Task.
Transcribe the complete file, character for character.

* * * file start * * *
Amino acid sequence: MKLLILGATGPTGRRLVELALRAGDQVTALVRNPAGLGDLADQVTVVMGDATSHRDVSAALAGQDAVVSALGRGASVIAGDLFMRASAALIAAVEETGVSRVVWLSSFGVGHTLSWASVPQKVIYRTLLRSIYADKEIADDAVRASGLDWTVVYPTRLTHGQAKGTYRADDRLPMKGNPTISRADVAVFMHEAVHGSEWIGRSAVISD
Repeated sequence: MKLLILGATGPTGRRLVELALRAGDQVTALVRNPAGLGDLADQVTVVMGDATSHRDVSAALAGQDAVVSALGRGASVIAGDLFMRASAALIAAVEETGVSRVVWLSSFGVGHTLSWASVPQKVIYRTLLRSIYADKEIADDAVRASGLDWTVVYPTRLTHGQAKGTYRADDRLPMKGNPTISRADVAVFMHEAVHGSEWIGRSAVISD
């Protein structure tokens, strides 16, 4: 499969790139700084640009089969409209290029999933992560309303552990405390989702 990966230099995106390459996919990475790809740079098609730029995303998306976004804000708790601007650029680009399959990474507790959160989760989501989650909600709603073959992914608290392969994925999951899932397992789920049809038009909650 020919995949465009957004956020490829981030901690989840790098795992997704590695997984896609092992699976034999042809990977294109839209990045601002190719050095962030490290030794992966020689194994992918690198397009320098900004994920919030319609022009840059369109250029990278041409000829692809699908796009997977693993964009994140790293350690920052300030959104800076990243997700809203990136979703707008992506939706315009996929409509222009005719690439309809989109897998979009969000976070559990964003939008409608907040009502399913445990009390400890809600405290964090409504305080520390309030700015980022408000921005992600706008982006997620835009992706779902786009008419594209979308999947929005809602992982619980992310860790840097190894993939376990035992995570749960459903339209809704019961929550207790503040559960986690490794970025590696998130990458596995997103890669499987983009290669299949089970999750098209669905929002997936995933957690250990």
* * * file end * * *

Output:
Amino acid sequence: MKLLILGATGPTGRRLVELALRAGDQVTALVRNPAGLGDLADQVTVVMGDATSHRDVSAALAGQDAVVSALGRGASVIAGDLFMRASAALIAAVEETGVSRVVWLSSFGVGHTLSWASVPQKVIYRTLLRSIYADKEIADDAVRASGLDWTVVYPTRLTHGQAKGTYRADDRLPMKGNPTISRADVAVFMHEAVHGSEWIGRSAVISD
Repeated sequence: MKLLILGATGPTGRRLVELALRAGDQVTALVRNPAGLGDLADQVTVVMGDATSHRDVSAALAGQDAVVSALGRGASVIAGDLFMRASAALIAAVEETGVSRVVWLSSFGVGHTLSWASVPQKVIYRTLLRSIYADKEIADDAVRASGLDWTVVYPTRLTHGQAKGTYRADDRLPMKGNPTISRADVAVFMHEAVHGSEWIGRSAVISD
């Protein structure tokens, strides 16, 4: 499969790139700084640009089969409209290029999933992560309303552990405390989702 990966230099995106390459996919990475790809740079098609730029995303998306976004804000708790601007650029680009399959990474507790959160989760989501989650909600709603073959992914608290392969994925999951899932397992789920049809038009909650 020919995949465009957004956020490829981030901690989840790098795992997704590695997984896609092992699976034999042809990977294109839209990045601002190719050095962030490290030794992966020689194994992918690198397009320098900004994920919030319609022009840059369109250029990278041409000829692809699908796009997977693993964009994140790293350690920052300030959104800076990243997700809203990136979703707008992506939706315009996929409509222009005719690439309809989109897998979009969000976070559990964003939008409608907040009502399913445990009390400890809600405290964090409504305080520390309030700015980022408000921005992600706008982006997620835009992706779902786009008419594209979308999947929005809602992982619980992310860790840097190894993939376990035992995570749960459903339209809704019961929550207790503040559960986690490794970025590696998130990458596995997103890669499987983009290669299949089970999750098209669905929002997936995933957690250990």